A team of advocacy groups is pushing Gov. Jerry Brown to include sentencing reforms in the revised state budget proposal he will unveil this month.
The three organizations – the American Civil Liberties Union of California, the Drug Policy Alliance and the Ella Baker Center for Human Rights – contend that reducing charges [PDF] for simple drug possession and nonviolent property crimes from felonies to misdemeanors would yield many millions of dollars in cost savings to the deficit-plagued state.
Behind their argument for downgrading the drug possession penalties are poll numbers that suggest voters agree.
A survey of likely voters in March, funded jointly by the groups, found 72 percent* of respondents said they favor reducing the offense from a felony to a misdemeanor.
It is unknown if the governor, or voters, are interested in adding another politically volatile issue – prison sentences – to the pile of difficult budget decisions in the coming months.
The backdrop to the polling and lobbying is California’s fiscal crisis, as the state budget shortfall remains around $15 billion. Brown and lawmakers have already sliced $11 billion in spending.
The ACLU and its partners hope that their two sentencing reform proposals are part of the next round of cuts.
A felony conviction for simple drug possession can bring a three-year sentence in state prison.
“If these were all just straight misdemeanors then the maximum penalty would be 12 months in a county jail,” said Allen Hopper, an attorney with the ACLU of California. “There would be significant cost savings, but beyond just the cost savings we’re of course very concerned about the broader sort of collateral consequences that result from felony convictions.”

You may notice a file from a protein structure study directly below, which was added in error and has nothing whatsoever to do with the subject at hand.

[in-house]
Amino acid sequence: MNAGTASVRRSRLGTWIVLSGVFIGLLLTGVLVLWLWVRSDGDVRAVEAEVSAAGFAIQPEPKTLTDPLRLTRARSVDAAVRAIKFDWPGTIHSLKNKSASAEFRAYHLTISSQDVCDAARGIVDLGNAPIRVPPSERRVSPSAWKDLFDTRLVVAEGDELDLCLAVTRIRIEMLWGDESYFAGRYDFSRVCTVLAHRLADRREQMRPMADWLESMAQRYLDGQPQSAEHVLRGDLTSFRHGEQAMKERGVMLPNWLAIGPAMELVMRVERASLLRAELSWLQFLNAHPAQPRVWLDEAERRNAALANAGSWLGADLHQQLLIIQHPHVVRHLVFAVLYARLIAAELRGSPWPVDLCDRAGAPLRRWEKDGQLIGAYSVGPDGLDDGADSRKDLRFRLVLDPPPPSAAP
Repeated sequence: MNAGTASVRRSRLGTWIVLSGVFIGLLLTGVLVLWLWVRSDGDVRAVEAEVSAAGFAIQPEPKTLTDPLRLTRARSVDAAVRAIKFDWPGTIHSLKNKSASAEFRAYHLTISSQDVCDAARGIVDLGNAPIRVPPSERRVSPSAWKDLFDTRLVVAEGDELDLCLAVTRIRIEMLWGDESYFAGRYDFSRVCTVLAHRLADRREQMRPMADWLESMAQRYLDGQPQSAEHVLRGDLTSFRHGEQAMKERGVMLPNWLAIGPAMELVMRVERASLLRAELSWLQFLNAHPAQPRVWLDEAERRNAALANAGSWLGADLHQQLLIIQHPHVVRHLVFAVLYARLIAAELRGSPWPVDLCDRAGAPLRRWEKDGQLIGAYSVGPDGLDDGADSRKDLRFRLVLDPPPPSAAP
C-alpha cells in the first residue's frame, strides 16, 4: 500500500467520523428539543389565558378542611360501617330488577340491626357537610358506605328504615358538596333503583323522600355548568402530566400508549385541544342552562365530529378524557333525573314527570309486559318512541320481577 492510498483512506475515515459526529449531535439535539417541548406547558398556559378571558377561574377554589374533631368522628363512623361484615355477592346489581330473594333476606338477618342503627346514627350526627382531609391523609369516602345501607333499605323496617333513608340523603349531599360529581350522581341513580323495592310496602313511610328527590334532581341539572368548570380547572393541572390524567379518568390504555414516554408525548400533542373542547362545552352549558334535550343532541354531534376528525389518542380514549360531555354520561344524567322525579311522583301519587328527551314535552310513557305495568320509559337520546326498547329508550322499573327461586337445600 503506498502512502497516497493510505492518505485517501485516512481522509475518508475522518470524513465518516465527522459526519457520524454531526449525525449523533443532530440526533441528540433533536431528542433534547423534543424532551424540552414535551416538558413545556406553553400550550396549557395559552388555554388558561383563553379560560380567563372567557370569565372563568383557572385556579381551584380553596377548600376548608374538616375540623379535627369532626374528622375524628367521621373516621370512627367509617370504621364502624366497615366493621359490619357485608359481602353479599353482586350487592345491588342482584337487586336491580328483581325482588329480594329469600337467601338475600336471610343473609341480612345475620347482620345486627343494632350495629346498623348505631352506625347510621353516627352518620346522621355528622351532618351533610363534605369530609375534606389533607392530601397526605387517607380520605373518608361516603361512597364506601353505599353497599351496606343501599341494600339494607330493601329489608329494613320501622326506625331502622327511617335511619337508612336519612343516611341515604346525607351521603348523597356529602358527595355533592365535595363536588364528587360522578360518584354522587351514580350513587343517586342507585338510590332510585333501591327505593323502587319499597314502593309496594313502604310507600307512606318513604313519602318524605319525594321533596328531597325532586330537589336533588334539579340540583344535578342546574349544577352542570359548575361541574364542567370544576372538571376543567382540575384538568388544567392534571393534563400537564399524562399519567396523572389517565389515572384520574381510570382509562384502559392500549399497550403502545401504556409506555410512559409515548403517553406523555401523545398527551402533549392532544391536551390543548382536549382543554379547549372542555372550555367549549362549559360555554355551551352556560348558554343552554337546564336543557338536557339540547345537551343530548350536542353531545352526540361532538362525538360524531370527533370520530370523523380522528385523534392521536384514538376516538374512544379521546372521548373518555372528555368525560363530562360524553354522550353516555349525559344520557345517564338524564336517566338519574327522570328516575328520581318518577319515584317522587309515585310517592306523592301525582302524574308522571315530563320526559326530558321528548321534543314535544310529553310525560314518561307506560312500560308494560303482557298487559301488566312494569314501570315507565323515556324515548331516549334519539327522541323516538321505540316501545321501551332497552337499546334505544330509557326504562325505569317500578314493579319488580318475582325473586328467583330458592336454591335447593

The state spends on average approximately $49,000 a year [PDF] to incarcerate each inmate, according to the Legislative Analyst’s Office. As of December 2009, state prisons held 10,358 inmates for drug possession convictions, California Department of Corrections and Rehabilitation data shows [PDF]. The total annual cost for drug possession convicts is more than $500 million.
Last year, former Gov. Arnold Schwarzenegger decriminalized possession of less than an ounce of marijuana, removing these offenders from future prison populations.
To date, there has not been sufficient interest among lawmakers to take this step for all controlled substances.
“This can be done with a simple majority of legislators in Sacramento,” said Margaret Dooley-Sammuli, the Drug Policy Alliance’s deputy state director. “So it shouldn’t be any problem. Of course, it’s politics so it will be.”
* CLARIFICATION: This post originally stated that 66 percent of likely voters polled said they supported reducing simple drug possession from a felony to a misdemeanor. That figure did not include respondents who said they were "undecided - lean favor"; this group totaled 6 percent of likely voters surveyed.